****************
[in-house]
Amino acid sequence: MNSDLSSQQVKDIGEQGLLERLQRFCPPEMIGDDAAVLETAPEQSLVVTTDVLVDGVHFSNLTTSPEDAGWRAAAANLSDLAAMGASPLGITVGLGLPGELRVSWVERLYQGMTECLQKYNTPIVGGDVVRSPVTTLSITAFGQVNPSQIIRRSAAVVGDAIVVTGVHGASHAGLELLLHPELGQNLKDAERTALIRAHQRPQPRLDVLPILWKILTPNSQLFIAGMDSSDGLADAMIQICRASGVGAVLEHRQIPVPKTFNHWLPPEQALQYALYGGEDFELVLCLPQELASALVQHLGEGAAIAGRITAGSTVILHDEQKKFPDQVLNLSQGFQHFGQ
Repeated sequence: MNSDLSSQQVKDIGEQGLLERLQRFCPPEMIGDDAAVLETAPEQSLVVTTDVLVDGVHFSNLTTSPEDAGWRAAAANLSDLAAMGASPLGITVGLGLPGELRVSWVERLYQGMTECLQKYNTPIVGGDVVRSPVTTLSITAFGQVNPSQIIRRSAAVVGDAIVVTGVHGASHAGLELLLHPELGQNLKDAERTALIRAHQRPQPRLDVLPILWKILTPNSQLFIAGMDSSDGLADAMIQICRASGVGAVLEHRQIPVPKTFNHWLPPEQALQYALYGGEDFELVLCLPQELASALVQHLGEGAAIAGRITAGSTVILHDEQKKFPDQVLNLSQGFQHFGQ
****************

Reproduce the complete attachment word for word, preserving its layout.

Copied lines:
[in-house]
Amino acid sequence: MNSDLSSQQVKDIGEQGLLERLQRFCPPEMIGDDAAVLETAPEQSLVVTTDVLVDGVHFSNLTTSPEDAGWRAAAANLSDLAAMGASPLGITVGLGLPGELRVSWVERLYQGMTECLQKYNTPIVGGDVVRSPVTTLSITAFGQVNPSQIIRRSAAVVGDAIVVTGVHGASHAGLELLLHPELGQNLKDAERTALIRAHQRPQPRLDVLPILWKILTPNSQLFIAGMDSSDGLADAMIQICRASGVGAVLEHRQIPVPKTFNHWLPPEQALQYALYGGEDFELVLCLPQELASALVQHLGEGAAIAGRITAGSTVILHDEQKKFPDQVLNLSQGFQHFGQ
Repeated sequence: MNSDLSSQQVKDIGEQGLLERLQRFCPPEMIGDDAAVLETAPEQSLVVTTDVLVDGVHFSNLTTSPEDAGWRAAAANLSDLAAMGASPLGITVGLGLPGELRVSWVERLYQGMTECLQKYNTPIVGGDVVRSPVTTLSITAFGQVNPSQIIRRSAAVVGDAIVVTGVHGASHAGLELLLHPELGQNLKDAERTALIRAHQRPQPRLDVLPILWKILTPNSQLFIAGMDSSDGLADAMIQICRASGVGAVLEHRQIPVPKTFNHWLPPEQALQYALYGGEDFELVLCLPQELASALVQHLGEGAAIAGRITAGSTVILHDEQKKFPDQVLNLSQGFQHFGQ